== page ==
# Proper prior for symmetric ordinal regression thresholds

I am attempting to specify an ordinal regression (cumulative logistic / proportional odds) model. Under the latent variable formulation:

y_i = k if y_i^\star \in (c_{k-1}, c_k)

where y_i^{\star} = \beta x_i + \epsilon_i is the latent variable (with \epsilon_i \sim \mathrm{Logistic}(0,1)) and

-\infty = c_0 < c_1 < \cdots < c_{K-1} < c_K = \infty are the thresholds.

In my situation, I think it is reasonable to assume that the thresholds are symmetric about the middle category. For example, if the number of categories K = 7, then c_1 = c_3 - \delta_2, c_2 = c_3 - \delta_1, c_5 = c_4 + \delta_1, c_6 = c_4 + \delta_2, and we need to estimate c_3 < c_4 and 0 < \delta_1 < \delta_2.

With no constraints on the thresholds except that they are ordered, a proper prior can be obtained by putting a Dirichlet prior on the probabilities of falling into each category when x = 0, i.e.:

transformed parameters {
ordered[K-1] thresholds = logit(cumulative_sum(catprobs[1:(K-1)]));
}

model {
catprobs ~ dirichlet(rep_vector(1, K));
for (n in 1:N_obs) {
y[n] ~ ordered_logistic(ystar[n], thresholds);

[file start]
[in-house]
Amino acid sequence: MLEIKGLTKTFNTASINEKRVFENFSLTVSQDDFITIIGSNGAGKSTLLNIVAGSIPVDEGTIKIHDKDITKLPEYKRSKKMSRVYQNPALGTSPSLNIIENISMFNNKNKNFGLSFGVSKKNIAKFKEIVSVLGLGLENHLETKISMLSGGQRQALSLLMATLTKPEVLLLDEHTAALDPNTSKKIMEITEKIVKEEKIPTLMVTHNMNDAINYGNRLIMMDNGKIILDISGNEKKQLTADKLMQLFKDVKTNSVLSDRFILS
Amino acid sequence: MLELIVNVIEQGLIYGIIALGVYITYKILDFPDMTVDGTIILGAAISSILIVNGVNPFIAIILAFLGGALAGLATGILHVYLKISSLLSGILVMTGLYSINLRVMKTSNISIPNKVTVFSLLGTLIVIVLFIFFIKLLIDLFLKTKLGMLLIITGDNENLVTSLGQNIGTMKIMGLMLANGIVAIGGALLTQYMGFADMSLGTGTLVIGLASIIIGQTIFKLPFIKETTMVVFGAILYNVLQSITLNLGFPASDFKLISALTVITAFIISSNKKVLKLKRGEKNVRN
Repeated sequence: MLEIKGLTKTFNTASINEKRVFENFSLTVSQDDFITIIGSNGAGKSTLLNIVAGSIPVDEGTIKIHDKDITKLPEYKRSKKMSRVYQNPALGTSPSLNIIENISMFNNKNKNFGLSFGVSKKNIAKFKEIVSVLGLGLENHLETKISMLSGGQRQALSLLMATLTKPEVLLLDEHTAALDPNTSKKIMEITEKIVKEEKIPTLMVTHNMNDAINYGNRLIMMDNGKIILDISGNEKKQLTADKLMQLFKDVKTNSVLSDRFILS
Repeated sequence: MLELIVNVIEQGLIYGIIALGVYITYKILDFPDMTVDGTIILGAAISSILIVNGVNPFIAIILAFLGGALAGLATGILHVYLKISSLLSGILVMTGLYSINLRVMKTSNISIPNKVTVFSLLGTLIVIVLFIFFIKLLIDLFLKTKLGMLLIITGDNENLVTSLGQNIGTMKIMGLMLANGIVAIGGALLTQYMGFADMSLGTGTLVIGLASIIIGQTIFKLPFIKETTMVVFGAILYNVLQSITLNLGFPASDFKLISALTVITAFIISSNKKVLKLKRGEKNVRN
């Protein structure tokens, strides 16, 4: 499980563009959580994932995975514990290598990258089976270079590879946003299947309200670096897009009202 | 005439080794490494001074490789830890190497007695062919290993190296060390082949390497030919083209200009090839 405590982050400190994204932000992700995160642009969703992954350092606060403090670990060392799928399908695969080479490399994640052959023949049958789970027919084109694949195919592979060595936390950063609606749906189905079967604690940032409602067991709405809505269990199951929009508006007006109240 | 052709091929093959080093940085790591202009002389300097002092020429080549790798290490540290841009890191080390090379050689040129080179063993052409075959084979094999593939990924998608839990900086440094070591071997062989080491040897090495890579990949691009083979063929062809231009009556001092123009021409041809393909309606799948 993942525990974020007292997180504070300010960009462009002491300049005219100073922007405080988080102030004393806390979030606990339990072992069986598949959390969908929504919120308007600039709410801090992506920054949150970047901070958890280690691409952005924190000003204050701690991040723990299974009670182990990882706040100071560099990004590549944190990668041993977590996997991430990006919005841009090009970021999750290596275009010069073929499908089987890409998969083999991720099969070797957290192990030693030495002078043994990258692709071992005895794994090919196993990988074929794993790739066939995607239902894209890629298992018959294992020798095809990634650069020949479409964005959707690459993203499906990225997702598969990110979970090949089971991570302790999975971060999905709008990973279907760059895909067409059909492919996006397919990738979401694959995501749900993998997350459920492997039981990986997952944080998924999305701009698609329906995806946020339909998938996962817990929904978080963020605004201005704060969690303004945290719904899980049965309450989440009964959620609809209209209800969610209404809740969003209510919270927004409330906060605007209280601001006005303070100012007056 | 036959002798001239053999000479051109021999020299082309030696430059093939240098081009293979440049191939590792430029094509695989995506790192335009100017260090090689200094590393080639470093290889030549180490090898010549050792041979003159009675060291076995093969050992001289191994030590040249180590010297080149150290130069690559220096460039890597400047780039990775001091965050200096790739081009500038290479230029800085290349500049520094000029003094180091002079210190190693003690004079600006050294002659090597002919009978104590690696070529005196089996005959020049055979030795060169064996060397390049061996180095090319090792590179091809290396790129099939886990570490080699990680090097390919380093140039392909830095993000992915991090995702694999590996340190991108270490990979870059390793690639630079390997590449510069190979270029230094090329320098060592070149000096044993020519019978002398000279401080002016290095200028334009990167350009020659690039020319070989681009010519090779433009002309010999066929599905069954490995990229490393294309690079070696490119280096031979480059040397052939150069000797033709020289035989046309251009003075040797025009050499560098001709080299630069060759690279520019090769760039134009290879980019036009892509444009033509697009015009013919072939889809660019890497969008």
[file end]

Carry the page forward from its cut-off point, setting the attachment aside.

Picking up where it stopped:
}
}


This is the approach advocated in Michael Betancourtâ€™s ordinal regression case study, and I believe by rstanarm::stan_polr.

brms allows equidistant thresholds (\delta_1 = \delta_2 = \delta) with the cumulative family, but as far as I can tell, places an improper uniform prior on \delta > 0.

Any ideas on a prior I can use on the thresholds that ensures they are symmetric?

I notice you are using a different formulation than Mike in the case study (he has thresholds as parameters) and I am not sure it is equivalent (but it also roughly makes sense to me). Mikeâ€™s approach is IMHO more flexible in that it doesnâ€™t actually assume any structure of the thresholds, so you can have c_1,...c_4 as parameters, then compute c_5,...c_7 (as those then uniquely determined), compute the jacobian adjustment from c_1, ... c_7, and apply the Dirichlet prior, exactly as in the case study.

In theory you also need the Jacobian adjustment for computing c_5, ... ,c_7 from c_1, ..., c_4, but since this is a linear operation, the derivatives are constant and the whole Jacobian is constant and can be ignored.

Hope thatâ€™s not too much mumbo jumbo and actually makes some sense (and please double check my reasoning, I am not an expert on this).

Good luck with the model!

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Thanks, I think I understand.

It seems like then it makes a lot more sense to use Michaelâ€™s approach in this scenario, because the data donâ€™t inform p_5, p_6, p_7 (i.e. those parameters that are drawn from the Dirichlet prior but then ignored in calculating the implied cut points).

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